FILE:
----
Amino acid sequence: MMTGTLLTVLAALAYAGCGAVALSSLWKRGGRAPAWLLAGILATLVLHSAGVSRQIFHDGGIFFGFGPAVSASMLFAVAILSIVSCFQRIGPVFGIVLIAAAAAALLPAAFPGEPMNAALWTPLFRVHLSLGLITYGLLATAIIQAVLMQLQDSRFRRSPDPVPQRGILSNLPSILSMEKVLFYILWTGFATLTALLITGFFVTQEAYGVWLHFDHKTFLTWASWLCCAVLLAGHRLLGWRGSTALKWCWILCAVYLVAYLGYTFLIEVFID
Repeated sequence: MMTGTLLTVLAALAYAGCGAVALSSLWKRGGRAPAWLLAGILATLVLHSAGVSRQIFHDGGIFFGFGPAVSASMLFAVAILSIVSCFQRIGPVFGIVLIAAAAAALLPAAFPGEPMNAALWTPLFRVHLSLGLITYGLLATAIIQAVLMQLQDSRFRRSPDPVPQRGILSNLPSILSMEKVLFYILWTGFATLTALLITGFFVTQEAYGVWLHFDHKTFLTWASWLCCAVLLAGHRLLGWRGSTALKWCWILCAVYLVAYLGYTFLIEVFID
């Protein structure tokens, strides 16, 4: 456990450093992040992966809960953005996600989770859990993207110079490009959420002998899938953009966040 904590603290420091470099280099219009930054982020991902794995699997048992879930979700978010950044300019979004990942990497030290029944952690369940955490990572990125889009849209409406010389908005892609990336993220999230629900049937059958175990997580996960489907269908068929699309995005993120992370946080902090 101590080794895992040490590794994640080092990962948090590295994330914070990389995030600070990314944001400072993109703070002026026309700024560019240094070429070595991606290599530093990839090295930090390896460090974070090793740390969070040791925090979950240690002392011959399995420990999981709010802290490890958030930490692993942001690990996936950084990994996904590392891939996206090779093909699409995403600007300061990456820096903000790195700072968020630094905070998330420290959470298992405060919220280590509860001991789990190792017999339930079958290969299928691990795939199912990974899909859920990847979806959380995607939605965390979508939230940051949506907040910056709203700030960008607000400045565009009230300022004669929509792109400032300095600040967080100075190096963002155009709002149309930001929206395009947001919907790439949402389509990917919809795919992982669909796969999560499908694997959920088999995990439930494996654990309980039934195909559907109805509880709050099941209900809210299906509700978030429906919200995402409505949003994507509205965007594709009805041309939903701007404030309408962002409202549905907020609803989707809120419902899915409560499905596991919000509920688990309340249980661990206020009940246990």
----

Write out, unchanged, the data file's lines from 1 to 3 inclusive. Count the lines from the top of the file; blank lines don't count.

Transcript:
Amino acid sequence: MMTGTLLTVLAALAYAGCGAVALSSLWKRGGRAPAWLLAGILATLVLHSAGVSRQIFHDGGIFFGFGPAVSASMLFAVAILSIVSCFQRIGPVFGIVLIAAAAAALLPAAFPGEPMNAALWTPLFRVHLSLGLITYGLLATAIIQAVLMQLQDSRFRRSPDPVPQRGILSNLPSILSMEKVLFYILWTGFATLTALLITGFFVTQEAYGVWLHFDHKTFLTWASWLCCAVLLAGHRLLGWRGSTALKWCWILCAVYLVAYLGYTFLIEVFID
Repeated sequence: MMTGTLLTVLAALAYAGCGAVALSSLWKRGGRAPAWLLAGILATLVLHSAGVSRQIFHDGGIFFGFGPAVSASMLFAVAILSIVSCFQRIGPVFGIVLIAAAAAALLPAAFPGEPMNAALWTPLFRVHLSLGLITYGLLATAIIQAVLMQLQDSRFRRSPDPVPQRGILSNLPSILSMEKVLFYILWTGFATLTALLITGFFVTQEAYGVWLHFDHKTFLTWASWLCCAVLLAGHRLLGWRGSTALKWCWILCAVYLVAYLGYTFLIEVFID
């Protein structure tokens, strides 16, 4: 456990450093992040992966809960953005996600989770859990993207110079490009959420002998899938953009966040 904590603290420091470099280099219009930054982020991902794995699997048992879930979700978010950044300019979004990942990497030290029944952690369940955490990572990125889009849209409406010389908005892609990336993220999230629900049937059958175990997580996960489907269908068929699309995005993120992370946080902090 101590080794895992040490590794994640080092990962948090590295994330914070990389995030600070990314944001400072993109703070002026026309700024560019240094070429070595991606290599530093990839090295930090390896460090974070090793740390969070040791925090979950240690002392011959399995420990999981709010802290490890958030930490692993942001690990996936950084990994996904590392891939996206090779093909699409995403600007300061990456820096903000790195700072968020630094905070998330420290959470298992405060919220280590509860001991789990190792017999339930079958290969299928691990795939199912990974899909859920990847979806959380995607939605965390979508939230940051949506907040910056709203700030960008607000400045565009009230300022004669929509792109400032300095600040967080100075190096963002155009709002149309930001929206395009947001919907790439949402389509990917919809795919992982669909796969999560499908694997959920088999995990439930494996654990309980039934195909559907109805509880709050099941209900809210299906509700978030429906919200995402409505949003994507509205965007594709009805041309939903701007404030309408962002409202549905907020609803989707809120419902899915409560499905596991919000509920688990309340249980661990206020009940246990």